Downturns through history: a 40-year perspective of global epidemics.

Investors always want to know which way markets are headed. While there is no perfect way to predict it, one popular gauge is the Chicago Board Options Exchange (CBOE) Volatility Index, also known as the VIX, which tracks implied market volatility in real time.

Gauging fear

In general, a VIX reading below 20 suggests a perceived low-risk environment, while a reading above 20 is indicative of a period of higher volatility.

The VIX is sometimes referred to as a "fear index," since it spikes during market turmoil or periods of extreme uncertainty. For instance, the VIX spiked in the fall of 2008, around the height of the global financial crisis, climbing above 80 towards the end of that year. It stayed below 13.5 from mid-September 2006 until the end of February 2007, when markets were performing well.

Contrarian investors — who look for market opportunities by going against conventional thinking—consider a low reading on the VIX to be a bearish signal, indicating market complacency that may spell bad news ahead, while a high VIX reading is believed by some to be a bullish signal. 

That said, research shows stock markets, on average, tend to perform better following low VIX readings compared to high ones.2

How is the VIX calculated?

The VIX uses a mathematical formula that measures how much the market thinks the S&P 500 Index option (SPX) will fluctuate over the next 12 months, using an analysis of the difference between current SPX put and calls option prices.1

Options prices are based on a number of factors, including investors' expectations of market volatility between the current date and the expiration date.

How the VIX is traded

The VIX is, by nature, volatile; therefore, trading it is speculative. As such, self-directed investors should do their own research and ensure they're comfortable with the risks of losing some or all of their initial investment.

For those who are comfortable with the risks associated with these kinds of investments, while you can't buy the VIX in the same way you can buy a stock or bond, you can invest in instruments that respond to its fluctuations, such as the CBOE's VIX futures and options. These contracts have an expiration date, unlike stocks on the S&P 500. With stocks, you have ownership in a company, while options are contracts that give you the right to buy or sell a stock at a certain price on or before a certain date.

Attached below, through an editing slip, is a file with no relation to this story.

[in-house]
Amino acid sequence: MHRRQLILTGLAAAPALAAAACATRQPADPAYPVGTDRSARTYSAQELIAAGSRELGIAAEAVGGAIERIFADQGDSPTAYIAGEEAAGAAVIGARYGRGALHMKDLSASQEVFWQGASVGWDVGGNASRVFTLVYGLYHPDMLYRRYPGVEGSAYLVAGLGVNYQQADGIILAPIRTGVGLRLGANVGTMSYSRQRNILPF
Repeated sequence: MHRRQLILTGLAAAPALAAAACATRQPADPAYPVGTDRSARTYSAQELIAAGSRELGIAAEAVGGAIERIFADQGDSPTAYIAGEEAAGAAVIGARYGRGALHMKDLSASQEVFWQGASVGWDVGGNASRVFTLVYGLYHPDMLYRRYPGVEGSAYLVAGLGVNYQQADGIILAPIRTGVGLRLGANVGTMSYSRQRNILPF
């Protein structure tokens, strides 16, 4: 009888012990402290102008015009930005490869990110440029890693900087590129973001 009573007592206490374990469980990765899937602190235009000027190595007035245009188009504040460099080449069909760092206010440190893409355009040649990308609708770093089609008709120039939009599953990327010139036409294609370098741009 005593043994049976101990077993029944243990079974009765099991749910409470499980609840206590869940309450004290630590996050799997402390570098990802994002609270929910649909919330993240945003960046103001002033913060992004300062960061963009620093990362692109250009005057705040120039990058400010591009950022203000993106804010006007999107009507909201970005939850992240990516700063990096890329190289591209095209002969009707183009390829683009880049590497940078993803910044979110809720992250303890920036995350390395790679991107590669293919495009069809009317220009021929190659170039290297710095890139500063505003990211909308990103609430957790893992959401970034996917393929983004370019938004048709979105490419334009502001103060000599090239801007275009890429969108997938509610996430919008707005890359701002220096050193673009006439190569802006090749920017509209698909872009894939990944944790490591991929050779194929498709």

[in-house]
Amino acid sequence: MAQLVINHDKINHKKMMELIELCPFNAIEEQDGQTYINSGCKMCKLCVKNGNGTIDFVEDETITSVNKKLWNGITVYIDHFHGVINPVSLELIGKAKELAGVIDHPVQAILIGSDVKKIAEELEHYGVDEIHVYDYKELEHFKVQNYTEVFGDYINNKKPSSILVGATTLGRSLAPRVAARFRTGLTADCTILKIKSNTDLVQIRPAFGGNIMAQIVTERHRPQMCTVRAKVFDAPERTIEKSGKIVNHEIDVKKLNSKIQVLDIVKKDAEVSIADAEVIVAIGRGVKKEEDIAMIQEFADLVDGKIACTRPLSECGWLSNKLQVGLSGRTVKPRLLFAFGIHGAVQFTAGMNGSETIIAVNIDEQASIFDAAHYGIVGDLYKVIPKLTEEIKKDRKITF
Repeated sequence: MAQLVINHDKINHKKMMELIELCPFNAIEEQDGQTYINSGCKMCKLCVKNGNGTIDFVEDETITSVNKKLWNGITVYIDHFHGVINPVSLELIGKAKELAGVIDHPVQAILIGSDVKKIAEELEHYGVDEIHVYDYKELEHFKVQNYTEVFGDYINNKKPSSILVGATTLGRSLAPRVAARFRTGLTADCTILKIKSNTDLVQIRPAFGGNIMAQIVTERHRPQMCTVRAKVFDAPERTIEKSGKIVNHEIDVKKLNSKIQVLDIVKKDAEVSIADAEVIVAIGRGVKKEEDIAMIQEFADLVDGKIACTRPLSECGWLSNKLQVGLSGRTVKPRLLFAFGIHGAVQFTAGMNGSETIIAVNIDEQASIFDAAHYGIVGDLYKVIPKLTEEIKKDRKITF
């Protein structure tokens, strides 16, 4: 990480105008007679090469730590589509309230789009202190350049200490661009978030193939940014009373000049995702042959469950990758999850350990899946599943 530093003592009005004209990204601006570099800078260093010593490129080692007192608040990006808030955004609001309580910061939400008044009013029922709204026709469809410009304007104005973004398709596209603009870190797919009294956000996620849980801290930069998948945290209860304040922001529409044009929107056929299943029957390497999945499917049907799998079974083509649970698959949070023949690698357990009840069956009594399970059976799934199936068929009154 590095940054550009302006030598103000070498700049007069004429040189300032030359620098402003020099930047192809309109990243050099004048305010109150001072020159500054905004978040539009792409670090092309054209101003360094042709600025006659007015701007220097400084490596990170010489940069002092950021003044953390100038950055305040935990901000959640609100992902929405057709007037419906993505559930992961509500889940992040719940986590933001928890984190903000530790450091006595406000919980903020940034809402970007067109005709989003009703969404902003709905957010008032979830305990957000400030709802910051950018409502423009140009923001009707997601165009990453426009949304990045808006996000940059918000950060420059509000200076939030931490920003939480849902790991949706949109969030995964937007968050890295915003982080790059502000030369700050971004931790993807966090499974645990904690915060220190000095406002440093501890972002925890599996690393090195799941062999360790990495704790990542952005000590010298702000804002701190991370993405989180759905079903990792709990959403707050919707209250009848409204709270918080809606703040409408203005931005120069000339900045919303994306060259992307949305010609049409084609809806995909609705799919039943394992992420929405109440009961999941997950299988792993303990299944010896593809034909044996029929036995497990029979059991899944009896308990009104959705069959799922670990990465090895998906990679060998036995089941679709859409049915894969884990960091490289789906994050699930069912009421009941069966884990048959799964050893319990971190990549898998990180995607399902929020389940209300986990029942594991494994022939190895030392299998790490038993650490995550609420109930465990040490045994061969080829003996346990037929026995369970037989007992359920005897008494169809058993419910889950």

According to the CBOE, VIX options and futures enable investors to trade volatility independent of the direction or the level of stock prices. "Whether an investor's outlook on the market is bullish, bearish or somewhere in between — VIX options and futures can provide the ability to diversify a portfolio or hedge, mitigate or capitalize on broad market volatility."3

There are also about two-dozen volatility exchange-traded products (ETPs) for the VIX, including both exchange-traded funds (ETFs) and exchange-traded notes (ETNs). ETFs are investments that hold assets, such as stocks, bonds or commodities, while ETNs are unsecured debt notes. ETNs, like bonds, can be bought and sold or held to maturity.4

Volatility ETPs tend to move in the opposite direction of the S&P 500. In other words, when the S&P 500 falls, volatility ETPs will rise.5 For example, the VIX averaged 14.06 on July 1, 2019 when the S&P 500 hit a record high.

Historical performance for the CBOE Volatility Index (VIX)

Don't let the VIX vex you

While the VIX is widely used as a measure of how the market is feeling, it doesn't necessarily represent market risk—especially long-term risk.

Over the last few years, for instance, the VIX has had long stretches at or below its long-term historical average despite various geopolitical concerns.

Still, interested investors continue to follow the VIX for evidence of what might happen next on the markets, including whether it's the quiet before another storm.

The information contained in this article was obtained from sources believed to be reliable; however, we cannot guarantee that it is accurate or complete. This article is provided as a general source of information and should not be considered personal investment advice or a solicitation to buy or sell any mutual funds and other securities.

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